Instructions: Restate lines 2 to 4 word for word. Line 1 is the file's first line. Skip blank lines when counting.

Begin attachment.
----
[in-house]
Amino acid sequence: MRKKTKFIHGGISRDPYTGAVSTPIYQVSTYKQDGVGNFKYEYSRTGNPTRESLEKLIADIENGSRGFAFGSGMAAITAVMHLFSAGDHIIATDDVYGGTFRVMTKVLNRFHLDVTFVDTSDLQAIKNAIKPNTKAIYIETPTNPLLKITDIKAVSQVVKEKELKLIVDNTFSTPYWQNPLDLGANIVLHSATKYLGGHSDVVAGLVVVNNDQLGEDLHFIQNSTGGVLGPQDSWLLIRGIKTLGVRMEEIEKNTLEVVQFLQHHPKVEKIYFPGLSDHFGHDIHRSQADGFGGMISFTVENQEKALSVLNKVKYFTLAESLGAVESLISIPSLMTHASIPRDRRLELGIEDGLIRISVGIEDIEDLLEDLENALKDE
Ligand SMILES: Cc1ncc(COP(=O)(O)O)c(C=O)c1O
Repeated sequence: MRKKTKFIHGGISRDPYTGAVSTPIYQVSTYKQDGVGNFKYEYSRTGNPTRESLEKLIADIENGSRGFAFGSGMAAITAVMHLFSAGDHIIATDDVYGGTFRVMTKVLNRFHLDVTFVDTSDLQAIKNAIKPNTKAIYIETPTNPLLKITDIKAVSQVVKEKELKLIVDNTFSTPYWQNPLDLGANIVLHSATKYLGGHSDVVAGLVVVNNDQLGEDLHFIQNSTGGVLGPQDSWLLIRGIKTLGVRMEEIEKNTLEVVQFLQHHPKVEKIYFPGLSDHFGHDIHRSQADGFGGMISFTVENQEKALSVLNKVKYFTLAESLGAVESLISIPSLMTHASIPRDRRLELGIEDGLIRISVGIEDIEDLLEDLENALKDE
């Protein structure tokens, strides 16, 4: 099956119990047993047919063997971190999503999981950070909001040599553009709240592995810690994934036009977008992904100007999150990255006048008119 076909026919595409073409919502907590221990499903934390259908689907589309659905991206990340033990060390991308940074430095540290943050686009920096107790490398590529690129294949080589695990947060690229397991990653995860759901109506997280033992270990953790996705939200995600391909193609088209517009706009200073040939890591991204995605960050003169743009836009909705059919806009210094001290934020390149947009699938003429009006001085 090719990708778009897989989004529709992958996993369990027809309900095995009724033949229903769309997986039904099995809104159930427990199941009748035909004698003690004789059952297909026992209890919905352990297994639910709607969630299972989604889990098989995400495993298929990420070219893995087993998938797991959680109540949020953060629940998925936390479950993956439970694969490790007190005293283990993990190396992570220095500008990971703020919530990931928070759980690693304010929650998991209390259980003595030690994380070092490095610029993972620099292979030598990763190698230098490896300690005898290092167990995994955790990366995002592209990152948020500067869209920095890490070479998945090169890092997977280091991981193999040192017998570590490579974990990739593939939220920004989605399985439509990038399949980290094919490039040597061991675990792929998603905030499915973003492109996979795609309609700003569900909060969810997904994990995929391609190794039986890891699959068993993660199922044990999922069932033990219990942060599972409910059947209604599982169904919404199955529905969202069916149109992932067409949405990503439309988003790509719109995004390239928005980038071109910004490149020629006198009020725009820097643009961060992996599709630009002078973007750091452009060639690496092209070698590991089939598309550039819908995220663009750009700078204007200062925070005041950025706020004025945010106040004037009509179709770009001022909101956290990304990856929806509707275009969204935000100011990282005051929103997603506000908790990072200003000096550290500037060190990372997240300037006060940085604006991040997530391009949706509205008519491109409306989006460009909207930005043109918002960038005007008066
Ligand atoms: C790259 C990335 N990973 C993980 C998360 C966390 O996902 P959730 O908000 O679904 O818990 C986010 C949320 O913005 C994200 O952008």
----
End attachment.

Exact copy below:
Amino acid sequence: MRKKTKFIHGGISRDPYTGAVSTPIYQVSTYKQDGVGNFKYEYSRTGNPTRESLEKLIADIENGSRGFAFGSGMAAITAVMHLFSAGDHIIATDDVYGGTFRVMTKVLNRFHLDVTFVDTSDLQAIKNAIKPNTKAIYIETPTNPLLKITDIKAVSQVVKEKELKLIVDNTFSTPYWQNPLDLGANIVLHSATKYLGGHSDVVAGLVVVNNDQLGEDLHFIQNSTGGVLGPQDSWLLIRGIKTLGVRMEEIEKNTLEVVQFLQHHPKVEKIYFPGLSDHFGHDIHRSQADGFGGMISFTVENQEKALSVLNKVKYFTLAESLGAVESLISIPSLMTHASIPRDRRLELGIEDGLIRISVGIEDIEDLLEDLENALKDE
Ligand SMILES: Cc1ncc(COP(=O)(O)O)c(C=O)c1O
Repeated sequence: MRKKTKFIHGGISRDPYTGAVSTPIYQVSTYKQDGVGNFKYEYSRTGNPTRESLEKLIADIENGSRGFAFGSGMAAITAVMHLFSAGDHIIATDDVYGGTFRVMTKVLNRFHLDVTFVDTSDLQAIKNAIKPNTKAIYIETPTNPLLKITDIKAVSQVVKEKELKLIVDNTFSTPYWQNPLDLGANIVLHSATKYLGGHSDVVAGLVVVNNDQLGEDLHFIQNSTGGVLGPQDSWLLIRGIKTLGVRMEEIEKNTLEVVQFLQHHPKVEKIYFPGLSDHFGHDIHRSQADGFGGMISFTVENQEKALSVLNKVKYFTLAESLGAVESLISIPSLMTHASIPRDRRLELGIEDGLIRISVGIEDIEDLLEDLENALKDE